Boy warded after getting electrical shock
By STACY MOORE Monday, August 18 2014
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Naila Stephen stands next to her son's bedside yesterday at Southern Medical Centre, San Fernando after he was shocked by a TTEC line. ...
A 12-YEAR-OLD schoolboy was yesterday hospitalised after he was shocked by electricity in an incident in which a wire on a pole came into contact with the iron railings in the gallery of his home.
The incident happened in Rousillac Village, south Trinidad at about midday on Saturday. Nyme Andrews suffered minor burns to his toes and up to yesterday, was warded at the Southern Medical Centre, San Fernando. Nyme, who attends the La Brea Roman Catholic Primary School, suffered injuries to the toes on the left foot.
At the time of the incident, the schoolboy was attempting to hang a wet rug on the iron railings.
When his mother, Naila Stephen, rushed to her son’s assistance, she also was shocked by the electrical charge. The mother said perhaps it was the rubber rug which insulated her son from being electrocuted.
Relating the incident yesterday, Stephen, 35, told Newsday that it was at about 12.30 pm when family members were engaged in doing their household chores. Nyme attempted to hang a wet rug on the railings around the gallery.
Stephen said, “Suddenly, I heard someone say, ‘look Nyme catching fits’. I looked in his direction and saw him with his hands on the railing shaking as if he was catching fits. But I know my son is not an epileptic patient. I had no time to think. I just rushed to him and grabbed him and he was stiff. I had to pull his hands off the rug. When I held on too him I knew what was happening because I could feel the current flowing through my body.” His mother told Newsday she pulled her son away from the iron railings.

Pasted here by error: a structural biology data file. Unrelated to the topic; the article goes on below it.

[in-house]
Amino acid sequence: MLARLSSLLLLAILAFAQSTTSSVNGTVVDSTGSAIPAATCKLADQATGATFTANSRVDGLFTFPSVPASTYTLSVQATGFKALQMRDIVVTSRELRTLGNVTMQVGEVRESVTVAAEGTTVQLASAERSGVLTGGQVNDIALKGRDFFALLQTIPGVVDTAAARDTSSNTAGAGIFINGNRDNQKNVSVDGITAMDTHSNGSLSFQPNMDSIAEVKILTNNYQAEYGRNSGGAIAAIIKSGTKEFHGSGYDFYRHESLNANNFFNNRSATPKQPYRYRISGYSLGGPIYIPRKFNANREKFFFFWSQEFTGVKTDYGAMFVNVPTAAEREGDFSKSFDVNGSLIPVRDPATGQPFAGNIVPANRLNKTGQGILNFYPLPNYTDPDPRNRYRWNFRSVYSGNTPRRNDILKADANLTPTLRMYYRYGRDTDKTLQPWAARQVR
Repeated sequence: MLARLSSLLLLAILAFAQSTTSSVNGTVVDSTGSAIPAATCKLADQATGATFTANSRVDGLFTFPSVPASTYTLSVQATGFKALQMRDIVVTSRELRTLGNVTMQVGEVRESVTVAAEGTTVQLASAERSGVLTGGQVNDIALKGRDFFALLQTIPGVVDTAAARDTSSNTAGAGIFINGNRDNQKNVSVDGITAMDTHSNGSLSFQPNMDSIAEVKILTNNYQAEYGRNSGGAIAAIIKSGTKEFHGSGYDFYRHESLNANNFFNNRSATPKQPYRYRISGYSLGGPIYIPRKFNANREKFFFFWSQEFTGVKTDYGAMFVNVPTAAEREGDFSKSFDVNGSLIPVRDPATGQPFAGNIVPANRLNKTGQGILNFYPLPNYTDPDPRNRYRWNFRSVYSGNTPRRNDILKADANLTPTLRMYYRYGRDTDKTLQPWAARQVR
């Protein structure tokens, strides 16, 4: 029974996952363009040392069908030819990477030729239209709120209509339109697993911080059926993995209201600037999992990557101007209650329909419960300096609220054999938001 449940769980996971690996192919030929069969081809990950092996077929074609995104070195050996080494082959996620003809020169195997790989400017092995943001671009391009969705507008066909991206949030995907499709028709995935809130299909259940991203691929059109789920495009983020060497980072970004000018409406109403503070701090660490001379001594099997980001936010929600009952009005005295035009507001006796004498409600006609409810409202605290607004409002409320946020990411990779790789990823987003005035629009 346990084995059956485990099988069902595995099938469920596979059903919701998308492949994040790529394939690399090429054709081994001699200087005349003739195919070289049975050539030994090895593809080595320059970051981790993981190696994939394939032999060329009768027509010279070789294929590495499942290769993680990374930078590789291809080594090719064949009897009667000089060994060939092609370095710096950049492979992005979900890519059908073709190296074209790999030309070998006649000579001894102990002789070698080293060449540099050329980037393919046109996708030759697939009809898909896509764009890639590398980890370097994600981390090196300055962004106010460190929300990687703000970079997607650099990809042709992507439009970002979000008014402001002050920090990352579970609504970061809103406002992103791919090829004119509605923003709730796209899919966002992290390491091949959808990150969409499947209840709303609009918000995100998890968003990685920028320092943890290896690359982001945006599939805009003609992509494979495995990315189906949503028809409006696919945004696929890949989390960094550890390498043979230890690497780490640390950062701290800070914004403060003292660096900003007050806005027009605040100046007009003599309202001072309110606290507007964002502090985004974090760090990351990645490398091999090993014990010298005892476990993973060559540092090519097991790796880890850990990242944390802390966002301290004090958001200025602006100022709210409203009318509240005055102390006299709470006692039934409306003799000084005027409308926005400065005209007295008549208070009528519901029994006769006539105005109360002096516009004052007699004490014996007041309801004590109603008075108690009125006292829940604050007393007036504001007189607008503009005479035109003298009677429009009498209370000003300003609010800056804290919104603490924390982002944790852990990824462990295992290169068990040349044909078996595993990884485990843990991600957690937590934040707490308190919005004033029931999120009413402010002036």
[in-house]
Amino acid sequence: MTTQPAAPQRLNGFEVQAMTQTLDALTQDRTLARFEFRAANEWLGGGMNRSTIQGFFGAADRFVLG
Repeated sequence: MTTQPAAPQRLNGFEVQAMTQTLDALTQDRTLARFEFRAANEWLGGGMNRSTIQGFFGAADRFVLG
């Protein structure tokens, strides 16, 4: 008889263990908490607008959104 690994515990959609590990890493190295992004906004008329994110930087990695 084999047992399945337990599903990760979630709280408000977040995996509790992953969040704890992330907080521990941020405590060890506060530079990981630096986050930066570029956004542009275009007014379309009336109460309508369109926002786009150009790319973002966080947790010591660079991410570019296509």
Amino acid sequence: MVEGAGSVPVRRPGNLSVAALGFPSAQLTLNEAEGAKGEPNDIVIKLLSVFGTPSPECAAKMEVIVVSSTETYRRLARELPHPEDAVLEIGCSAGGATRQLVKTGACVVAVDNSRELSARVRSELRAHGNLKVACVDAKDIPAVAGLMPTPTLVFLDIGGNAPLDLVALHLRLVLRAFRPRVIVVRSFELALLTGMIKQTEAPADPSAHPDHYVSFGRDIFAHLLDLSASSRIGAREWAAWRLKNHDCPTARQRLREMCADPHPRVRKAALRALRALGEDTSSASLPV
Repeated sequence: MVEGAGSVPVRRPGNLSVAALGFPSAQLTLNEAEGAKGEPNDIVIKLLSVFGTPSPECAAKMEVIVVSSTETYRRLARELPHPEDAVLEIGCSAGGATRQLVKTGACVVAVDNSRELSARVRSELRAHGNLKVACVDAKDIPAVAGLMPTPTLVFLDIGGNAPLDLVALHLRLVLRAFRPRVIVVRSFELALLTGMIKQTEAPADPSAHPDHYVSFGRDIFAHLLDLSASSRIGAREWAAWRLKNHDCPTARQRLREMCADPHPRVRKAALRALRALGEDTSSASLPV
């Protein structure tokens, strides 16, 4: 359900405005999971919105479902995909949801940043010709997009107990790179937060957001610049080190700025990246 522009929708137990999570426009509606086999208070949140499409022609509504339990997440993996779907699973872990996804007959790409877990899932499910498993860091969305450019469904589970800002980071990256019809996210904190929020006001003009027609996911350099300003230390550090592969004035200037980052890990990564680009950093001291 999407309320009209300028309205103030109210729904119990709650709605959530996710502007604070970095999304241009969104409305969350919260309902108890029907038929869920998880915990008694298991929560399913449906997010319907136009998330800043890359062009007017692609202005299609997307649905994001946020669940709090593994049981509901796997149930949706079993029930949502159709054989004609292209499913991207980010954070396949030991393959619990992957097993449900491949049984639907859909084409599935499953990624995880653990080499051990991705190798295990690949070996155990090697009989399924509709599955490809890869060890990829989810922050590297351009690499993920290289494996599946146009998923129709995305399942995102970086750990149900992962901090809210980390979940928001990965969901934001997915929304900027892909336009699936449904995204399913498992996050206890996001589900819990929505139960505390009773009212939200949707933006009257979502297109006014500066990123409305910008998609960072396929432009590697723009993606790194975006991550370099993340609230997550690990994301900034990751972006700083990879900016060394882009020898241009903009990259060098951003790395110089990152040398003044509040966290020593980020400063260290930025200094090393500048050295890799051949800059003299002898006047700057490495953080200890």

But even when she did so, she said, Nyme was still shaking. “He was vomiting and disoriented. He look like he was in a state of shock,” Stephen said.
But his mother said that she bared the pain of the electrical shock in her body when she grabbed her son, “because I was not thinking of myself, but my son.”
She said, “A lot of people told me that it could have been worse, and we both could have been electrocuted. But when it hits home, it’s only when you know. I could have lost my son, and I myself could have died due to negligence.”
Nyme was rushed to the medical centre by a crew from the Trinidad and Tobago Electricity Commission (TTEC) who arrived on the scene. In a media release yesterday, TTEC stated that a piece of wire installed by the Telecommunication Services of Trinidad and Tobago (TSTT) on a pole to safeguard its telephone wires, came into contact with one of TTEC’S low voltage lines.
Stephen said he observed that the wire which TTEC spoke about was knotted around the telephone wires, but it had become live with electricity as a result of it coming into contact with TTEC’s low voltage line.
That live piece of wire then came into contact with TTEC’s ground line buried in people’s yard to support the pole. There is one such ground line in Stephen’s yard that is mere inches away from the iron railings in the upper decking of Stephen’s home.
Stephen said a few months ago, there was a vehicular accident near to her home and the tyre from a truck struck the pole that is in front her house.
It is believed that the impact caused the pole to crack which caused TSTT’s wire to make contact with the TTEC low voltage line and the ground line.
Stephen said, “After my son was shocked, TTEC responded and said the pole belongs to TSTT. Now, if TTEC had responded initially and inspected the pole we would have known. This is just lack of communication between the two companies.” Both TTEC and TSTT officials are investigating.